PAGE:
cousins and me each Memorial Day. That holiday, usually coinciding with the
blessed end of school, was always the occasion for a picnic and work-day out at the
old Klondike Cemetery. We alternated eating and working; consuming large
amounts of fried chicken, potato salad, sugar cookies and sun tea, and tidying up the
grave sites. My cousins and I also found plenty of time to play, threading our way
carefully among the tombstones. To step on a grave was a serious breach of
etiquette, a mark of disrespect for our loved ones who rested there.
The cemetery nestled on a wooded hillside facing the western sky, and in May it
was carpeted with wild flowers: buttercups, daisies, winecups, wild larkspur and
clumps of sunflowers along the fences. It was two miles to the main road and the
dead rested in almost total silence except for birds and Oklahoma's moaning wind.
Once when we stayed till twilight, we heard a symphony of night sounds: a
lonesome hoot owl's call, coyotes' howls in the distance, and a whippoorwill's
mournful cry.
Before each work day ended, grandma always took my cousins and me on a
guided tour. We never tired of the stories hidden in that old cemetery. There was
an Indian grave site dating back to the days of the Chickasaw Nation when my great
grandmother was a bride. The little Indian girl who rested there apparently had the
hydrocephalus associated with spinal bifida.
"It took a yard of ribbon, children, to go around her poor head."
There was no marker, only a few rocks laid out in a spiral pattern and bordered
with flowers in the Spring. (The little Indian girl was as real to me as any of my
friends at Klondike school.)
Not far from her grave, my ancestors awaited the Resurrection. There was my
great grandma and great grandpa, Sam and Hortense Blankenship. They had come
to Indian Territory by way of Texas from their homes in Missouri. Both were
teenagers who had lived through the ravages of the Civil War in their border state
and then got in on the last of the Comanche raids in Texas.
They had reared seven children of their own (and four others) in Indian
Territory and watched it become the great state of Oklahoma in 1907. Now, their
toiling ended, they rested with their children and a grandbaby. Across from them
was little Nellie Dewberry. She was a bride when one of Oklahoma's Spring
twisters screamed out of the southwest. Her young husband pushed her down in a
"bar ditch" and tried to protect her with his own body, but, in her panic, she
struggled away into the path of a nail-studded board from the barn door.
Near Nellie's grave were two brothers, victims of the terrible flu epidemic of
1918. Grandma always shook her head in wonder as she described their deaths. She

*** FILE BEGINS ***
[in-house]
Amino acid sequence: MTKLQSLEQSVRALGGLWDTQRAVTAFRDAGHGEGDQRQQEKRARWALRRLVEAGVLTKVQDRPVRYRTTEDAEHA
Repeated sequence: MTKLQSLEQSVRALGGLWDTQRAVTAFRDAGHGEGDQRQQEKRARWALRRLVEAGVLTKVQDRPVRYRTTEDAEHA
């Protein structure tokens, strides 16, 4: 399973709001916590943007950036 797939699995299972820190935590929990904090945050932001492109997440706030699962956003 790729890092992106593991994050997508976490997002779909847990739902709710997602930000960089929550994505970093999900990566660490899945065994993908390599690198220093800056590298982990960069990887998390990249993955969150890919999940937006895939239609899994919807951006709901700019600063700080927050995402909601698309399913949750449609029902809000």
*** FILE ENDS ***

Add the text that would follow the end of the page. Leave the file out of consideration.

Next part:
had nursed them in their last illness and "One died a prayin' and one a cussin'. It
beat all I ever seen."
After the Indian girl's grave, my favorite spot was Uncle John Redman's resting
place under two ancient oaks. Uncle John, my grandfather's friend, rested between
his two wives; one he had buried and the other survived him. Both were strong
minded "talkin' wimmen." Grandpa always said he would not want to be in Uncle
John's shoes on the Resurrection Morning when those two wives arose to confront
each other with Uncle John caught "right square dab in the middle."
There were other stories to tell, and grandma knew them all. They were our
friends and relatives resting there, and we looked forward to seeing them again one
day. In the meantime, we remembered and honored them by caring for their graves.
But that was forty years ago and more.
My cousin Jimmy's letter came last month with clippings about the vandalism.
Seniors from the high school in town went on a rampage on graduation night (just
before Memorial Day) and knocked over gravestones at Klondike cemetery.
Markers that had stood proudly for decades were shattered beyond repair. The
young people defecated on the little Indian girl's resting place and painted
obscenities on other gravestones with red paint. The "generation gap" and "social
change" had been empty words to me until I saw those pictures.
I'll always remember Klondike Cemetery on Memorial Day. And I think of it
in winter time when snow drifts against the tombstones. I can hear the warm south
wind moaning there on summer nights. But I shall not go there again; far better to
remember it as it was: a peaceful, sacred place where children once took great care
not to step on graves.

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Dr. Kathryn Thompson Presley recently received the Phillips Memorial Award ($1,000.00) for best poetry manuscript of the year.  Her collection, Milking Time, was published by Phillips Press. Presley, who teaches English at Lamar University in Port Arthur, Texas, is a native of Garvin County and most of the poems in this volume are set in the Klondike community. She has published numerous other poems and essays and recently published her first short story, also set in Garvin County.  One popular article has been reprinted and honors her former teachers at Klondike, Ms. Florine Lasater and Mr. Amos Ward.   Dr. Presley is currently working on her first novel, The Vinegarone, set in southern Oklahoma.  Her parents, the late Walter and Ruth Blankenship Thompson, were residents of Klondike and Pauls Valley for many years.